``I think we just have to play with more energy, play smarter and make better decisions and play more for each other,’’ said Vucevic, who struggled for a second consecutive game after missing a home defeat last week due to the birth of his first child. ``We’re not doing that like we did when we were good earlier in the season. We just have to try to look more for each other, either by screening, moving the ball or getting more action. We’re playing, right now, in a way that’s easy to defend.’’

Jonathon Simmons, who was back after missing one game with a sprained ankle, scored 11 points off the Magic bench. Jonathan Isaac had the Magic’s best hustle play of the night and finished with eight points and seven rebounds. Starting point guard D.J. Augustin had just seven points and two assists in 22 minutes.

Justise Winslow scored 22 points, while Josh Richardson chipped in 15 points and 10 rebounds. Hassan Whiteside added 14 points, while retiring Miami legend Dwyane Wade scored 10 points in 24 minutes.

Johnson used the 20-point third quarter to set the stage for another big night. If that sounds familiar, Johnson did nearly the same thing on Dec. 30, 2017 when he scored 22 third-quarter points against the Magic in Orlando. He clearly likes playing the Magic as he scored a career-best 32 points against Orlando in Miami two years ago.

Orlando trailed 90-71 through three periods largely because of the dynamic exploits of Johnson once again. The guard, who only started because of a stomach ailment to McGruder, scored 20 third-quarter points by making seven-of-nine shots. Time and again, he rubbed off screens and made the Magic pay with jump shots when big men backed off defensively. A year ago, he did the same thing, scoring 22 third-quarter points to set up a Heat win.
Johnson outscored the turnover-prone Magic much of the third period before a late hot stretch. Orlando turned the ball over four times in the third period, pushing their total to 16 through 36 minutes.

Sunday’s game featured a bit more intrigue than the usual Sunshine State rivalry because of the potential playoff implications. Orlando won the first two meetings of the season – 104-101 in the opener and 105-90 on Dec. 4 – and a third victory would have given it the season series and the tiebreaker should the two teams finish tied at the end of the season.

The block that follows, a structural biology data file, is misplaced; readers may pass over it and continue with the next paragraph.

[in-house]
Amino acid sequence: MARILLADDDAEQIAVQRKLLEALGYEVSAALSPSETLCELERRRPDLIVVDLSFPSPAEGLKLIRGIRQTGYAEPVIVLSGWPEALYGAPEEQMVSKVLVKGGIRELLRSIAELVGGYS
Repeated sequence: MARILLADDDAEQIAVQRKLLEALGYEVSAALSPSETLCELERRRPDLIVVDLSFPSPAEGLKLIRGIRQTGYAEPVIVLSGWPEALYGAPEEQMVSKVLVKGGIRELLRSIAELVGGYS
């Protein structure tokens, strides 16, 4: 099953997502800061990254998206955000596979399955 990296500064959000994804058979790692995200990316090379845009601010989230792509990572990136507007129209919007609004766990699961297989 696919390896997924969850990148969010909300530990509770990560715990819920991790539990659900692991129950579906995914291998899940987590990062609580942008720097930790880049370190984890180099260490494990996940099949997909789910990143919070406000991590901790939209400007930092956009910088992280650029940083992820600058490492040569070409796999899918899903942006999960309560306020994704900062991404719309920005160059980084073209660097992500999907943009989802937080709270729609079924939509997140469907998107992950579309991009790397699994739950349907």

Winners of two games last week in Mexico City, Orlando has fallen flat since then and came into the game Sunday riding a two-game losing streak. Orlando was whipped by 39 points at home by San Antonio on Wednesday and mostly struggled in a loss in Chicago on Friday night.

``It can turn around really quick, but we’ve just got to do it,’’ Vucevic said. ``It wasn’t too long ago that we had two really good wins in Mexico. We just have to find our rhythm back and our groove back on both ends of the floor. And we have to play with more energy. We just look a little flat out there – not as far as not playing hard, but we just need that positive energy that gets you going and makes you play better. We just have to find it.’’

The Magic are scheduled to practice on Monday, but the team will take Christmas Day off completely. Orlando will be back inaction on Wednesday when it hosts struggling Phoenix. The Suns, which lost to Orlando three weeks ago, fell in Washington in triple-overtime on Saturday.

``Maybe it’s not a bad time for (Christmas). We’ll practice (on Monday), but then we’ll have a day-and-a-half off to spend with our families and maybe taking some time off will help us re-group,’’ Vucevic added.

With Wade set to retire at season’s end, Sunday’s showdown against the Magic was the final regular-season game of his likely Hall of Fame career in Orlando. It was the 25thtime that he’s played a regular-season game in Orlando.